From late February to late March 2020, the municipal bond market experienced unprecedented volatility, as investors sold securities across sectors amid concerns related to the coronavirus pandemic and the closure of broad segments of the U.S. economy that generate tax revenue for state and local governments.
While municipal bonds, which are mostly tax-exempt, account for relatively modest portions of pension fund portfolios, disruption to the market had wide ranging implications for investors, the economy and broader markets.[i]
Although credit quality varies across issuers, the market for municipal debt has been characterized by low volatility, strong credit quality and modest yields.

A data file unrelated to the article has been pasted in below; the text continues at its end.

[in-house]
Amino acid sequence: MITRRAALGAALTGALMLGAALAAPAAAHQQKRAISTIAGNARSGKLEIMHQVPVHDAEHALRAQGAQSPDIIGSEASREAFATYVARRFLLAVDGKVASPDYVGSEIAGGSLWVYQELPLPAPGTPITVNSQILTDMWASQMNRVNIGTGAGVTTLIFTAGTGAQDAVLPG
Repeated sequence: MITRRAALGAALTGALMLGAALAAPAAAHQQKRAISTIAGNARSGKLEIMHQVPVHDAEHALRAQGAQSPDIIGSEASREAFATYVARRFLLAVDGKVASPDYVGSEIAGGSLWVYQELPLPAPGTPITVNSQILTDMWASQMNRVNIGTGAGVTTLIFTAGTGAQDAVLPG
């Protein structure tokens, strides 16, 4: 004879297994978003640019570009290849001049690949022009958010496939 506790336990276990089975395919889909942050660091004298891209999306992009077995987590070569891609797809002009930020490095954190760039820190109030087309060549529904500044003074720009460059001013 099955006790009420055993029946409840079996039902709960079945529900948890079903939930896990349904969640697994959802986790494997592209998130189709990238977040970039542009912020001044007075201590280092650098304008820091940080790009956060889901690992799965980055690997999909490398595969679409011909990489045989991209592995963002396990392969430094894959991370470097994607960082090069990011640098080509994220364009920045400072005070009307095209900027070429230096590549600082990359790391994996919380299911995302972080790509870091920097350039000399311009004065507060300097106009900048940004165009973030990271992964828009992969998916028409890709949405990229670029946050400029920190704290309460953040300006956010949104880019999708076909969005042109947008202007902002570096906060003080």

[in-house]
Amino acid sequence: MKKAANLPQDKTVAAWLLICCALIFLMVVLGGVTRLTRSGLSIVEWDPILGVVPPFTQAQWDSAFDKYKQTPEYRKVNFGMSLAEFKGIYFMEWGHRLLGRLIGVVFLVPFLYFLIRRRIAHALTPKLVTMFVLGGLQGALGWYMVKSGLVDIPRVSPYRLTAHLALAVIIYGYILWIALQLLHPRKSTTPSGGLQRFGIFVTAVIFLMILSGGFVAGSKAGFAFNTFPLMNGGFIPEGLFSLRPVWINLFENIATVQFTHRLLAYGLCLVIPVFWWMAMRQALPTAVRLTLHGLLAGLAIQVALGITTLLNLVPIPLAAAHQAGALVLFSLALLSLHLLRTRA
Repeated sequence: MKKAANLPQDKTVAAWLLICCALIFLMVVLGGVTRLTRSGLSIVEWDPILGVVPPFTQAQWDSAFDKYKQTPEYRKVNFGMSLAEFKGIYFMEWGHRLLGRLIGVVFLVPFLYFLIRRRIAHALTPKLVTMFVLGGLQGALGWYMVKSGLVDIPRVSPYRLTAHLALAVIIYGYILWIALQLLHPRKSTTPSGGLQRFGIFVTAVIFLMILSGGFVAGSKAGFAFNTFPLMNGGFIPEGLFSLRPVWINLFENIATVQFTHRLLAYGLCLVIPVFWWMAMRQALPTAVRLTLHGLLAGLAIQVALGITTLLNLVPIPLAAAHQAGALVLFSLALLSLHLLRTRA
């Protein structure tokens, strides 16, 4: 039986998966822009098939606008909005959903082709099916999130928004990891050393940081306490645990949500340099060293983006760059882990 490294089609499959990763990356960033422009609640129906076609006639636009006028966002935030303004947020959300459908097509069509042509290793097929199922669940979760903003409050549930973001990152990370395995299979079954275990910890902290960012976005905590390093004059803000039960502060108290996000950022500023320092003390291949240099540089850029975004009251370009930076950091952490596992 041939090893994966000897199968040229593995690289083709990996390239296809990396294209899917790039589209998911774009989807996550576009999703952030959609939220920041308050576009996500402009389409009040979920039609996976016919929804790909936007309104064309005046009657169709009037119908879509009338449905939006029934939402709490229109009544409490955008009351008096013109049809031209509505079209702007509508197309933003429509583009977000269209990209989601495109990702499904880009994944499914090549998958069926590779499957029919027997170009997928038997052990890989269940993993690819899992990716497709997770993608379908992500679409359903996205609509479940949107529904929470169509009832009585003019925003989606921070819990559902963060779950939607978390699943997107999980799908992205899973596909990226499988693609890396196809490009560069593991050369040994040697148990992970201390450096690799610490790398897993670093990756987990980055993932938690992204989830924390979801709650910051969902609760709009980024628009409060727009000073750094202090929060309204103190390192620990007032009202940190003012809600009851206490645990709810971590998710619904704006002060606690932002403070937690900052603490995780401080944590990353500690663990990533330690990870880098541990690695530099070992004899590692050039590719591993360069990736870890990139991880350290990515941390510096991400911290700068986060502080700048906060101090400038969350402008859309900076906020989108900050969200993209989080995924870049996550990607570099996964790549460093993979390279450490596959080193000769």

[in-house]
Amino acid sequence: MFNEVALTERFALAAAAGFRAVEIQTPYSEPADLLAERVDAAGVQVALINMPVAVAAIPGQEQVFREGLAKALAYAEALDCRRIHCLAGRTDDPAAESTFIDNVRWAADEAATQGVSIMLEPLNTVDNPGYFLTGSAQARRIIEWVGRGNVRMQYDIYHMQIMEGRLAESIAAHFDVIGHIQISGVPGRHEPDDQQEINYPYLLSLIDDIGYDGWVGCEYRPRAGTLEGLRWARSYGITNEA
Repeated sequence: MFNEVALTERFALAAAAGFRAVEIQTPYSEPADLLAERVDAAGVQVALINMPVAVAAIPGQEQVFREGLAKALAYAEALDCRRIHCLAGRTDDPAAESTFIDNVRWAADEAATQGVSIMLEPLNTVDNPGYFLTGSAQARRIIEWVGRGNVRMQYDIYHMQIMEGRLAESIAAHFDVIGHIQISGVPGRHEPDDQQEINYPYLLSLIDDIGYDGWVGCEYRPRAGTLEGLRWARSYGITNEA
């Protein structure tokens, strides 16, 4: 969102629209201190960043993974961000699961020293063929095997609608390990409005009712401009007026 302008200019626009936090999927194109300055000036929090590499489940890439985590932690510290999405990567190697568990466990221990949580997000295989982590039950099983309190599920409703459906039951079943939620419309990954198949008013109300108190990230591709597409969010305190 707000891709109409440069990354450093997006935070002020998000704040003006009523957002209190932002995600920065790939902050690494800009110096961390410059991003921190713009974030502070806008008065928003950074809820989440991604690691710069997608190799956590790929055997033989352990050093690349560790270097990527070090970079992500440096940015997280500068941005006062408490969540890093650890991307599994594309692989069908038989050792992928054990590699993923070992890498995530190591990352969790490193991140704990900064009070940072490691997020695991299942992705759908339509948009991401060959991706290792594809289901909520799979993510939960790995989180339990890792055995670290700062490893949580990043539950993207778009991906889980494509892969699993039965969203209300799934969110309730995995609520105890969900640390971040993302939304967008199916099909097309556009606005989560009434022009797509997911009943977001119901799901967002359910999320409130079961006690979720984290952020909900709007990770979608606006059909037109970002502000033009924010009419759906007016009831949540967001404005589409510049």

The market is comprised of approximately $4 trillion in short, long-term and other categories of debt issued by state and local governments to finance short-term liquidity needs, general purposes and capital investments in infrastructure.
According to one report, state and local governments issued $452.3 billion in debt in 2019 and were projected to issue $479 billion in 2020 before the onset of the coronavirus pandemic.[ii] Since 2000, municipal bond market performance as measured by the Bloomberg Barclays Municipal Bond Index has experienced only two negative years, 2008 and 2013, when the index lost -2.47% and -2.55%, respectively.
Historically, municipal bonds have defaulted at lower rates than equivalently rated corporate bonds. Default rates averaged 0.2%-0.3% over the ten years through 2017.[iii]
As risk aversion related to the pandemic spread in late February, municipal bonds sold off, yields rose exponentially and state and local governments’ access to credit contracted.